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DISASTER MANAGEMENT
Romney off-message in storm-ravaged Bayou
by Staff Writers
Lafitte, Louisiana (AFP) Aug 31, 2012


Hurricane Kirk strengthens in Atlantic
Miami (AFP) Aug 30, 2012 - Hurricane Kirk strengthened rapidly over the open Atlantic Ocean on Thursday, though it posed no hazard to land, US forecasters said.

The Miami-based National Hurricane Center forecast that the storm, while powerful with top winds gusting at 90 miles (145 kilometers) per hour, would likely spin out over the open seas as it heads east toward Europe.

At 2100 GMT, Kirk was about 1,065 miles northeast of the northern Leeward Islands as it headed north-northwestward at a speed of 13 miles per hour, according to the NHC.

Kirk is a category one storm on the five-point Saffir-Simpson scale and was set to gather strength over the next couple of days, perhaps becoming a category two storm as early as Friday.

Kirk became the fifth hurricane of the 2012 Atlantic season earlier as the US Gulf Coast bears the brunt of Isaac, which caused massive flooding when it swept through Louisiana as a hurricane. It has since been downgraded to a tropical depression as it moved inland.

To the south of Kirk, Tropical Storm Leslie formed, though it also posed no current threat to land. It was on track to become a hurricane in a day or two, according to the NHC.

The eye of the storm was located about 1,060 miles east of the Windward Islands as it spun rapidly westward at 21 miles per hour with top winds of 45 miles per hour.

Leslie was expected to eventually move to the northeast of the lesser Antilles.

One day after he was named official flag-bearer of the Republican revolution, Mitt Romney confronted the limits of his small government rhetoric Friday in the storm-ravaged Louisiana Bayou.

As Hurricane Isaac petered out and headed off northwards, Romney jetted in from his nomination convention in Florida to visit the desperate residents of Lafitte, a small flood-damaged community just inland from New Orleans.

There, with the world's media looking on, he met 22-year-old mother-of-two Ashley Vegas, whose home was destroyed by a 12-foot (four-meter) wall of water, and whose bare feet contrasted oddly with Romney's suede loafers.

His advice for the suddenly homeless family? Seek a bailout from the US federal government's disaster agency FEMA by calling its 211 emergency hotline.

Vegas was thankful for the lifeline, open to many in Louisiana since Romney's opponent President Barack Obama declared a federal emergency there earlier this week, freeing up government rescue funds for beleaguered communities.

"I think he's a very good man," Vegas volunteered. "He's here to help everybody and do what he can."

Asked by reporters whether she was a Republican or a Democrat, the young woman giggled and said: "My mom would know."

The FEMA gambit might be the best option for flooded families in Lafitte, but the idea clashed with the message of Romney's campaign so far, which has focused on celebrating private enterprise and decrying government hand-outs.

When the surprise detour to the Bayou was announced, Democrats were quick to pounce. Senate majority leader Harry Reid said Romney's trip was the "height of hypocrisy" since Republicans plan to gut the disaster budget.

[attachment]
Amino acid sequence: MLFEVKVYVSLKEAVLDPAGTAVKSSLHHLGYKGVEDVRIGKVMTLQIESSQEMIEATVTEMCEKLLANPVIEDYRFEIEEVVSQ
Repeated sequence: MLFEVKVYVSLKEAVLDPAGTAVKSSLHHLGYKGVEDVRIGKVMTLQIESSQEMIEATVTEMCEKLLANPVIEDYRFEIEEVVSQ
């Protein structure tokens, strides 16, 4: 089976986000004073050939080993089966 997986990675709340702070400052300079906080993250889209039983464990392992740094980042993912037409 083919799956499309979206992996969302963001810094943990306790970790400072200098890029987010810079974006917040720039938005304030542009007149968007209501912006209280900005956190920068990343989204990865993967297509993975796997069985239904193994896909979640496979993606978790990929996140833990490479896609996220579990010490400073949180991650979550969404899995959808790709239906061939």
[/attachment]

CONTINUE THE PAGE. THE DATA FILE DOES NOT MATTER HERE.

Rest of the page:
Romney was also accused of exploiting the disaster to steal a march on Obama, who is not due in Louisiana until Monday, when the huge security detail that travels with an incumbent would not disrupt relief operations.

His campaign dismissed such talk, insisting it was Romney's duty to see what could be done, to support local people and to receive a briefing from Louisiana state governor Bobby Jindal, a leading Republican.

Romney attended a 45-minute meeting with local officials, and toured a scattered community of simple homes nestling between oak trees draped in curtains of Spanish moss.

In normal times the Lafitte community, home to around 1,500 people, is made up of six square miles of land and two of water, and the floods swept through the homes of poorer residents who could not afford to raise them on stilts.

The visit itself was not plain sailing despite the assistance of National Guard reservists equipped with Blackhawk helicopters.

Two vans in Romney's motorcade were involved in a minor collision when a press van rear-ended a staff van, leaving the press pool which travels with the motorcade separated from Romney, who headed back to his plane in New Orleans.

No one was injured, according to reporters in the pool. The group abandoned one of the damaged vehicles and tried to catch up with the campaign.

So, on his first day of the general election campaign, did Romney convince?

Michelle Chauncey, a 43-year-owner of a shrimp stall, an entrepreneur who spent "tens of thousands" of dollars of her own money to elevate her home on stilts and thus avoid the worse of the flooding, would seem to be in his target audience.

She is a registered Democrat, but not entirely sold on Obama, fearing that his health reform plan will force citizens to pay private insurance firms, and she took the chance of the visit to talk to the Republican challenger.

"There's a lot of good things that I think Obama has accomplished in his term," she conceded. "As for Romney I haven't heard anything or know anything about him that impresses me."

"So if I had to choose today as I stepped into a polling place to vote, I'd have to cast a vote for Obama," she shrugged, pulling an unimpressed face.

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